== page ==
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Gastrointest Endosc. 2015;81(6):1470-1475.e5. doi: 10.1016/j.gie.2015.03.1916.

Development and evaluation of a 3D printed endoscopic ampullectomy training model (with video).

Author information

1
Center for Interventional Endoscopy, Florida Hospital, Orlando, Florida, USA.
2
Florida Hospital Institute for Minimally Invasive Therapy, Orlando, Florida, USA.
3
Center for Interventional Endoscopy, Florida Hospital, Orlando, Florida, USA; Florida Hospital Institute for Minimally Invasive Therapy, Orlando, Florida, USA.

Abstract

BACKGROUND:

Endoscopic ampullectomy is a technically challenging, high-risk procedure with limited training opportunities. Although simulation models can assist with endoscopic skill acquisition, an ampullectomy model does not currently exist.

OBJECTIVE:

To develop a training model that can be used to improve technical skills, knowledge, and confidence in performing endoscopic ampullectomy.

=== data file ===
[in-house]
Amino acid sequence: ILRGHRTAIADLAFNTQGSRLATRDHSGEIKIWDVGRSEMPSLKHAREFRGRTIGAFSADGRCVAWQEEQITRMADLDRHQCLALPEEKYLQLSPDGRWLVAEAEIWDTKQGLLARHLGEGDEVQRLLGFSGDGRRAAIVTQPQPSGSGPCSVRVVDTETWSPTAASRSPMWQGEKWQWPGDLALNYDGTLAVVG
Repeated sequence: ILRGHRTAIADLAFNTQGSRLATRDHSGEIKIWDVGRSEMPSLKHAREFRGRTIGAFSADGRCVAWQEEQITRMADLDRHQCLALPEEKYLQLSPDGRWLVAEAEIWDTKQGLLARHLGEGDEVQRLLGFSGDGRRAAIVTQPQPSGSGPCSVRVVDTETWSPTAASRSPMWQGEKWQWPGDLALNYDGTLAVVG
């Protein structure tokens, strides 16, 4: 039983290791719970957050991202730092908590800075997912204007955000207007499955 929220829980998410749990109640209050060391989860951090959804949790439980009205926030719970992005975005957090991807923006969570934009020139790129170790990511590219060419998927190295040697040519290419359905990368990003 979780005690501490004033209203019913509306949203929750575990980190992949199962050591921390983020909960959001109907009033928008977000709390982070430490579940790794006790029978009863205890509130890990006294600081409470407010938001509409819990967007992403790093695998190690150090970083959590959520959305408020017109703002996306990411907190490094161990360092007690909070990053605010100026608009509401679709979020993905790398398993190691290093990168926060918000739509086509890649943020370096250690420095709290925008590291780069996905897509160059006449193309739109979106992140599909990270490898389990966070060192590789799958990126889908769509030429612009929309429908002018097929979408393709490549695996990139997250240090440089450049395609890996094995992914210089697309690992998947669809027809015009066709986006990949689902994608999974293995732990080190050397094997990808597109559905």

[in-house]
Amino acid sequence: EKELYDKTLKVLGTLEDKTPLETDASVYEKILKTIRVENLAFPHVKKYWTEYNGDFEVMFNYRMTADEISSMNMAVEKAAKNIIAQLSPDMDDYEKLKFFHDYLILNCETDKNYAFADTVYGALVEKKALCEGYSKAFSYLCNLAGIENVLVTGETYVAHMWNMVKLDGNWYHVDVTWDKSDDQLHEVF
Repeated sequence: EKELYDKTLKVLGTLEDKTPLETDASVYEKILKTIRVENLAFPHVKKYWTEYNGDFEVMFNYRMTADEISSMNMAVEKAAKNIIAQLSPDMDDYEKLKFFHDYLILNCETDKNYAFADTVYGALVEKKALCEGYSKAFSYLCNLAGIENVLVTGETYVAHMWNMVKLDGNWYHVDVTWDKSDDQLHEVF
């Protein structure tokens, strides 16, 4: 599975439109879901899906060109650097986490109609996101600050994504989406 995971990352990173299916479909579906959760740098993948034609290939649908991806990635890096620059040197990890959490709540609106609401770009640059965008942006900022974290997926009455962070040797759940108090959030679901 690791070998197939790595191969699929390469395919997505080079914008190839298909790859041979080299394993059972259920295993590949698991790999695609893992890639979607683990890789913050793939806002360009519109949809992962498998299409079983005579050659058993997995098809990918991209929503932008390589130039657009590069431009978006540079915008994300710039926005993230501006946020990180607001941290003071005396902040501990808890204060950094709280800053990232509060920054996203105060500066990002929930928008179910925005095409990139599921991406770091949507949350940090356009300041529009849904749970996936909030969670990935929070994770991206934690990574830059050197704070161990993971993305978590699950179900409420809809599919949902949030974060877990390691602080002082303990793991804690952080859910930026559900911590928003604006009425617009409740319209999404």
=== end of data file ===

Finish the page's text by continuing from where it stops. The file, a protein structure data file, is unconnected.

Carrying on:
DESIGN:

Experimental study.

SETTING:

Tertiary hospital innovation laboratory.

SUBJECTS:

Twenty-one endoscopists attending an endoscopic resection workshop.

INTERVENTIONS:

A prototype for endoscopic ampullectomy was created by computer-aided design and 3-dimensional printing of an ampullary mount and base to which a chicken heart was attached and inserted into a silicone stomach-duodenum model. Study participants performed an ampullectomy and evaluated the prototype with a pre- and postampullectomy questionnaire by using a scale of 1 to 5 (very low to very high).

MAIN OUTCOME MEASUREMENTS:

Evaluation of core procedural steps, technical and visual realism, and proceduralist technical knowledge and confidence.

RESULTS:

Sixteen endoscopists participated in the study. All core procedural steps were completed by 14 participants. The mean overall technical and visual realism scores were 3.1 (standard deviation [SD], 0.9) and 3.2 (SD, 0.9), respectively. Ten participants (10/15, 66.7%) thought that their technical knowledge had improved, and 11 thought that it would increase further with additional sessions (11/15, 73.3%). Mean confidence score before and after using the model was 2.2 (SD, 1.2) and 2.9 (SD, 1.1), respectively (P=.132).

LIMITATIONS:

Pilot study, lack of follow-up of participants' endoscopic practice after model experience.

CONCLUSION:

Although further studies are necessary for validation, this novel prototype appears useful for endoscopic ampullectomy training.

PMID:
25986114
DOI:
10.1016/j.gie.2015.03.1916
[Indexed for MEDLINE]

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